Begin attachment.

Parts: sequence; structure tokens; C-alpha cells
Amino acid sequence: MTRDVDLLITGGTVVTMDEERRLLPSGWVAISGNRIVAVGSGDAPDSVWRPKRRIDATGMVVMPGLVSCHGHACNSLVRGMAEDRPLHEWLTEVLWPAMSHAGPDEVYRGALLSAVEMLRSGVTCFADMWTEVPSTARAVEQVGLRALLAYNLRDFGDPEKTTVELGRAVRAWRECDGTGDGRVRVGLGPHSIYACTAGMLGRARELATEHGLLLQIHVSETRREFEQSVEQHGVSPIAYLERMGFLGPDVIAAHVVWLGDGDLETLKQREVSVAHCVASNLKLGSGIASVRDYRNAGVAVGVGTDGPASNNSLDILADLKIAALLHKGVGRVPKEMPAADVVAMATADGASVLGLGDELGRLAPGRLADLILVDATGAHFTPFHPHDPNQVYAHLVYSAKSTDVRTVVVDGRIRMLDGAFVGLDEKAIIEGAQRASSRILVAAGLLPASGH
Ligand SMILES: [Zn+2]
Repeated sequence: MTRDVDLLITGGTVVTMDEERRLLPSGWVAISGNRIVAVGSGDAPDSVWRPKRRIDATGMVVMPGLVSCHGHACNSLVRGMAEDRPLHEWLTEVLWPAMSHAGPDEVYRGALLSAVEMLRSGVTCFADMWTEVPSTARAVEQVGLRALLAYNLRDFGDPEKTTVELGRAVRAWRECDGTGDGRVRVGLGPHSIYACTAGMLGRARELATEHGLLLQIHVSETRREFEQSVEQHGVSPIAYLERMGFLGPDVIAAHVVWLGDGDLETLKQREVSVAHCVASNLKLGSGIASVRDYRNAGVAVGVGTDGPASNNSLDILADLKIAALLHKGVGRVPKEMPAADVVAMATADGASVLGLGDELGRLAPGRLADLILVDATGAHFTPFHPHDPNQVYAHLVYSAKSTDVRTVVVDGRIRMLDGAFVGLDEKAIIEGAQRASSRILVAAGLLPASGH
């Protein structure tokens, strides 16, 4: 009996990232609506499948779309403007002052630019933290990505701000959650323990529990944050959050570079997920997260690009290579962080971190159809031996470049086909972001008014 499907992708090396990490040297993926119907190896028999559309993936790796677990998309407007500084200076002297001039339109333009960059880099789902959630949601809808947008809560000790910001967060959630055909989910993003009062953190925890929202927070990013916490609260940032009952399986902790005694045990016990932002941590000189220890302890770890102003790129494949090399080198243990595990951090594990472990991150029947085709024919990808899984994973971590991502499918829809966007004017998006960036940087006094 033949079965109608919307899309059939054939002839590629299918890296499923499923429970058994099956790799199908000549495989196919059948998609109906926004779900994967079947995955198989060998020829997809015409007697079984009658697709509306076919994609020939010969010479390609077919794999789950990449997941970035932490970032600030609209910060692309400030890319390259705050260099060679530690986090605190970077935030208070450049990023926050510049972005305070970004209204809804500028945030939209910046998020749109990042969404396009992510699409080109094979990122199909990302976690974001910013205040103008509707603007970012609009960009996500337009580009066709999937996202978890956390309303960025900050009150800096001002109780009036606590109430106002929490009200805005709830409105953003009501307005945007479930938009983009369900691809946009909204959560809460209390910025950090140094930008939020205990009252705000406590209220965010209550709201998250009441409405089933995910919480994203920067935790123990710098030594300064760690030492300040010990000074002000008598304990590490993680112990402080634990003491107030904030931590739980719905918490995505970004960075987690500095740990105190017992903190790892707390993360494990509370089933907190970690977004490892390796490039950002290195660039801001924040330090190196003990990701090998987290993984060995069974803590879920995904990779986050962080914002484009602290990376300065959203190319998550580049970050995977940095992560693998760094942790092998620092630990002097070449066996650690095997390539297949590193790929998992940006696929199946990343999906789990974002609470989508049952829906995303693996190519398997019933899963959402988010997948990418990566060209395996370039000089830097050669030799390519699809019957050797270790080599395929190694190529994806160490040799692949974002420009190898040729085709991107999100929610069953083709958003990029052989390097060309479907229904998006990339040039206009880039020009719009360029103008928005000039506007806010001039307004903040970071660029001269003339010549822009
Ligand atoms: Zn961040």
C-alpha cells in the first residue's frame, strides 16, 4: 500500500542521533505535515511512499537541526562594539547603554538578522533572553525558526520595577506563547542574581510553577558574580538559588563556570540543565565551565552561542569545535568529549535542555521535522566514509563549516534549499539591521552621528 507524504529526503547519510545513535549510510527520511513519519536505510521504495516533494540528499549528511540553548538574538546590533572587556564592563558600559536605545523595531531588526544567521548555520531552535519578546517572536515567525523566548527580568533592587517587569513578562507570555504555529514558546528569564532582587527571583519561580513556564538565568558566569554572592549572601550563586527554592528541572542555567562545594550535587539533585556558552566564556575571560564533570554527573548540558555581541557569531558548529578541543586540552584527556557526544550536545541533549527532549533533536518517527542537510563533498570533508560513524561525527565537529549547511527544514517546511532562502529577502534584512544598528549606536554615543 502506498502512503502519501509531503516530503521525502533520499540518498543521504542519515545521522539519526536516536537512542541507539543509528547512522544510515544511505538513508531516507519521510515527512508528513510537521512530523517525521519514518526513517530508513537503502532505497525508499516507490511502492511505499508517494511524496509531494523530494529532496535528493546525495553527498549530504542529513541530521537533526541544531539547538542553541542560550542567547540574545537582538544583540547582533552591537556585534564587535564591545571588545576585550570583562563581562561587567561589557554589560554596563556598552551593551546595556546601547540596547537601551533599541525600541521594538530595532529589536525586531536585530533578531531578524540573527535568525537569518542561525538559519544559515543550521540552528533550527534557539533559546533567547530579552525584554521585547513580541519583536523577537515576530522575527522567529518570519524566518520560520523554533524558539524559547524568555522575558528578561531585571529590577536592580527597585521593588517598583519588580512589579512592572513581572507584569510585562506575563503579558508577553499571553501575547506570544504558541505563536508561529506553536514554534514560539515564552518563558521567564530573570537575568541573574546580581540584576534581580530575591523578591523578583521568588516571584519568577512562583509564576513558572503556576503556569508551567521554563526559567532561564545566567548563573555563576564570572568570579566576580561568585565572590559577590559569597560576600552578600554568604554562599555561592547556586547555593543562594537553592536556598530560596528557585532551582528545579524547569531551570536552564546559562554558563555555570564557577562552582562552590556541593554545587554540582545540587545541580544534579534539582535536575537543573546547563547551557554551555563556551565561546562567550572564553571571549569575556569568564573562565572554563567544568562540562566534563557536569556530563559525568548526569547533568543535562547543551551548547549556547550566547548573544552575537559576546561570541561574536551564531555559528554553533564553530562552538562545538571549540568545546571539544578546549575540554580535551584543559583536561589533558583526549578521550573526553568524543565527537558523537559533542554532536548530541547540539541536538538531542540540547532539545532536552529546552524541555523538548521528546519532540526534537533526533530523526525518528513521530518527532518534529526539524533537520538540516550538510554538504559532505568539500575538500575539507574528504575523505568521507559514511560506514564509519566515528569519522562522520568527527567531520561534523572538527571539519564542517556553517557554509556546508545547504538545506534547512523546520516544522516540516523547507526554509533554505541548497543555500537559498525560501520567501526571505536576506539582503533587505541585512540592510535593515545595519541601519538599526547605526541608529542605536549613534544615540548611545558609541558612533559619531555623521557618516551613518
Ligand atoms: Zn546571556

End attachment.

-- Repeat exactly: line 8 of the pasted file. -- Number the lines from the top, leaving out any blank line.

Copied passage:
Ligand atoms: Zn546571556